Hi, I’m Bobby Fortanely. I’m a Magic player from New York City. You may know me from my getting Summer Bloom banned with a win at SCG Cincinnati 2016, or from my 10th-place finish at GP Houston 2016 with Rally the Ancestors. I recently got 11th place at GP Denver with U/B Metallurgic Summonings, designed by Thien Nguyen, with some help from me. While I often play the consensus “best” deck at big events, I have found most success with decks off the beaten path. In this article, I’ll break down my card choices and sideboard plans so you can take down your next event with X/X Construct tokens. I’ll throw in a brief tournament report, but you can assume most of my wins involved beating an opponent down with Constructs on turn 10 or later.
U/B Metallurgic Summonings
The Game Plan
This is a true control deck. Its fundamental game plan is to make the game last longer than other decks are designed to play. Decks in this format play a high land count, because hitting every land drop on the early turns is so critical. This means that they’ll flood out when the game goes 10 or 15 turns when your end game takes over. You’ll typically spend turns 2 to 4 trying to not fall too far behind on board, and slam a Summonings on turn 5. At that point, take over the game when your entire deck is Mulldrifters and Shriekmaws with flash. In games where you don’t have a Summonings, you play like a normal control deck.
Summonings gives inevitability. You want to draw 1, but usually not 2. The card filtering allows you to pull this off. A Summonings in play puts a hard floor on how bad getting Emrakul’d can be. Casting spells will just make tokens, even if those spells are removal spells on other tokens. There aren’t really main-deck answers to it, and very few sideboard answers. U/W has 2 Revolutionary Rebuffs, and G/B Delirium has 1-2 Transgress the Mind. Nahiri doesn’t really see play among the top decks. In the sideboard, G/B Delirium and R/G Aetherworks both have 1 Appetite for the Unnatural, and G/B Delirium has more discard between another Transgress the Mind and 2 Pick the Brain.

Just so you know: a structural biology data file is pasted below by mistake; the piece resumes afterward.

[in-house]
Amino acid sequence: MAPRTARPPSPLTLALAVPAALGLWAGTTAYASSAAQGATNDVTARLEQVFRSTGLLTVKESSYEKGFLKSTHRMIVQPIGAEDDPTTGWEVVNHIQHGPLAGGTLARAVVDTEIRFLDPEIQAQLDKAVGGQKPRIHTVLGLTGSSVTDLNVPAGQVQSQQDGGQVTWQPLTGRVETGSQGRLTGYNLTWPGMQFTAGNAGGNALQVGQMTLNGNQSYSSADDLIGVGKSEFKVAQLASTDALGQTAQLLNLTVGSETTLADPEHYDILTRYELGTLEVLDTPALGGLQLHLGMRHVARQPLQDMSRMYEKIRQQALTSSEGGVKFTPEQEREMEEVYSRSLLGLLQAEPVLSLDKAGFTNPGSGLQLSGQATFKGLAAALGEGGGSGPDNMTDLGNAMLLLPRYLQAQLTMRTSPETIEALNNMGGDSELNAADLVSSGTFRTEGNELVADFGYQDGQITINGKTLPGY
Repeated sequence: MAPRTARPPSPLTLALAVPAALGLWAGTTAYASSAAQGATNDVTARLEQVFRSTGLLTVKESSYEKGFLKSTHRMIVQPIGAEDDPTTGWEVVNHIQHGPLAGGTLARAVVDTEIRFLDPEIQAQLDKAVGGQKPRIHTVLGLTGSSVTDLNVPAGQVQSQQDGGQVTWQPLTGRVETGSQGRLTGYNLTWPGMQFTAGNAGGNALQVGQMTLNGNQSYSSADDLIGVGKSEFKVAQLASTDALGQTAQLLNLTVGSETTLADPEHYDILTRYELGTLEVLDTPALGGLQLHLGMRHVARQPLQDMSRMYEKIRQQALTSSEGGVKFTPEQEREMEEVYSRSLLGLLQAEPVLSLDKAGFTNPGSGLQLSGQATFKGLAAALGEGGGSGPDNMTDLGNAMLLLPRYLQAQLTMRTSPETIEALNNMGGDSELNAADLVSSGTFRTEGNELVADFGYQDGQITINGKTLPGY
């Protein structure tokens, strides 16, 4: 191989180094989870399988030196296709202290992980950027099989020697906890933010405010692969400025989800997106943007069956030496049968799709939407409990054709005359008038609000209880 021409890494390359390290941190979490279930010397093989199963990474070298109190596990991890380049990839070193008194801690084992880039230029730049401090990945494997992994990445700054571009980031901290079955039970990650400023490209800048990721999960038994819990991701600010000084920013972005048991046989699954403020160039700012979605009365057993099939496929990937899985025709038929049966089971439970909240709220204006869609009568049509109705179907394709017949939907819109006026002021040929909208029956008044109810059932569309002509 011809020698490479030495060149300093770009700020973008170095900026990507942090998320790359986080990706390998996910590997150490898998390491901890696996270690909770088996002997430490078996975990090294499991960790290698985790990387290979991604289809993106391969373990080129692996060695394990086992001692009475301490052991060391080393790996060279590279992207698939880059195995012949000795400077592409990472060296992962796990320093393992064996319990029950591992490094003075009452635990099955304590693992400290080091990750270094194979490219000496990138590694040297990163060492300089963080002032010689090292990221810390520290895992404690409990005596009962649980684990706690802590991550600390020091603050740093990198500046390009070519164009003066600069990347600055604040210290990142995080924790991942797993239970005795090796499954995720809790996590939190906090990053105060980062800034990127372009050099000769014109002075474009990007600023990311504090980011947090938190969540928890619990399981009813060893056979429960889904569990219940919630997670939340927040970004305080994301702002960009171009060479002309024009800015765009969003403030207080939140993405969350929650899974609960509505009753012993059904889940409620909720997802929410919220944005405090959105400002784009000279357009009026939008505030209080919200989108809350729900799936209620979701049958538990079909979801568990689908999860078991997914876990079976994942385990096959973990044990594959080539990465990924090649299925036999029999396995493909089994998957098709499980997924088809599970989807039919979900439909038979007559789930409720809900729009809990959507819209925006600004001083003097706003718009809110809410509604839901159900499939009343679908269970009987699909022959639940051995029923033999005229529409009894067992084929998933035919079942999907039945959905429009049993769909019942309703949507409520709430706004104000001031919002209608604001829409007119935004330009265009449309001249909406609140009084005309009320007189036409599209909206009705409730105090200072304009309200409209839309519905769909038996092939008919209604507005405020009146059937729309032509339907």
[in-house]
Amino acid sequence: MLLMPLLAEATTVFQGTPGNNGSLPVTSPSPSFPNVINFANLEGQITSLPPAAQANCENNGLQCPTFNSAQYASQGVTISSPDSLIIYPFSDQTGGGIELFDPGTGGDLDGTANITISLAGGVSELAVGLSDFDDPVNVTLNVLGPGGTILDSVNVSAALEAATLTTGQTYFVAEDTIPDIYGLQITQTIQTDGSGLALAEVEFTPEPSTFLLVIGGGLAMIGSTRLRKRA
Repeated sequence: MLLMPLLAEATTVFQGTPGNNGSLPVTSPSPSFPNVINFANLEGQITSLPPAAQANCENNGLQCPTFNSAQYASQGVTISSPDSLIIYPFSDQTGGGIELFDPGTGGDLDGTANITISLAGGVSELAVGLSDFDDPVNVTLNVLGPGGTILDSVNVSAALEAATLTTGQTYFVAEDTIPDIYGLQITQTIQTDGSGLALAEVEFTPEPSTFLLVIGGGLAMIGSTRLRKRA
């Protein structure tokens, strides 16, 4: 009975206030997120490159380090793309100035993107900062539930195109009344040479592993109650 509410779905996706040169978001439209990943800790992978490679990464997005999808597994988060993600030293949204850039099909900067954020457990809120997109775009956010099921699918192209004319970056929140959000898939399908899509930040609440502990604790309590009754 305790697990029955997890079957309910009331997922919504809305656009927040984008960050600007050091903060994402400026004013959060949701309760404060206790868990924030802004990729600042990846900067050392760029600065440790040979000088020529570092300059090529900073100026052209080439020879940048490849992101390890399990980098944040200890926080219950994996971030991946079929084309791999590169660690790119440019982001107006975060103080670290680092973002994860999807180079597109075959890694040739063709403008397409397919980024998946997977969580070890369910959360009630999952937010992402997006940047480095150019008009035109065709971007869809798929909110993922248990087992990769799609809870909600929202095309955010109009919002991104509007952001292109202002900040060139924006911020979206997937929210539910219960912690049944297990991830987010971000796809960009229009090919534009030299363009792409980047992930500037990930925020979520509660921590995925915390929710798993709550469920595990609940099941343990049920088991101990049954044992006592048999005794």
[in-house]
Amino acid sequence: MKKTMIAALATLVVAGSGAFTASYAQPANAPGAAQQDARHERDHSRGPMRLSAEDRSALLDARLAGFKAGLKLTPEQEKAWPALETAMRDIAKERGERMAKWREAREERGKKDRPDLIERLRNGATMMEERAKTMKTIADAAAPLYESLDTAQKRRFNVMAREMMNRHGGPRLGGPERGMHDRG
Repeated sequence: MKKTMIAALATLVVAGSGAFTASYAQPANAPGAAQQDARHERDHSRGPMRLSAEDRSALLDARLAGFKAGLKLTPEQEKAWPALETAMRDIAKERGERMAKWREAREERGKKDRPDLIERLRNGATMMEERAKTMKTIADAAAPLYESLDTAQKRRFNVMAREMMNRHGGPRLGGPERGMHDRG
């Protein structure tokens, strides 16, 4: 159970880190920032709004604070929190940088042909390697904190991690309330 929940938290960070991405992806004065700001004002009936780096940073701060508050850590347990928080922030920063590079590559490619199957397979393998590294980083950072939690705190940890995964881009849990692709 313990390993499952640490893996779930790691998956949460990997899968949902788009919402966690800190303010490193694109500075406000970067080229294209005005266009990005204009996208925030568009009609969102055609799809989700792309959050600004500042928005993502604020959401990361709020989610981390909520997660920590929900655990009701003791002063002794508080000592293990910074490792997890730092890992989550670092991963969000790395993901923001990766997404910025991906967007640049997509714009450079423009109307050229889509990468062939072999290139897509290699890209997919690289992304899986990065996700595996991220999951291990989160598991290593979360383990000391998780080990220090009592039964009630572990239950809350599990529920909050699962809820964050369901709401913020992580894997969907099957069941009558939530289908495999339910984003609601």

Gearhulk gives you a way to close games quickly, but more importantly it helps you bridge the gap to your late game. It can rebuy a removal spell and block on a critical turn, or rebuy a card draw spell and push you into your late-game plan. It usually eats a removal spell that’s rotting in your opponent’s hand, so the deck isn’t designed to leverage it as the main win condition.
Blue and black control decks have few proactive 2-mana plays in this format. Grasp is the premier 2-drop. The most important creatures it kills are Avacyn, Grim Flayer, and Spell Queller through Selfless Spirit. There isn’t a replacement for it.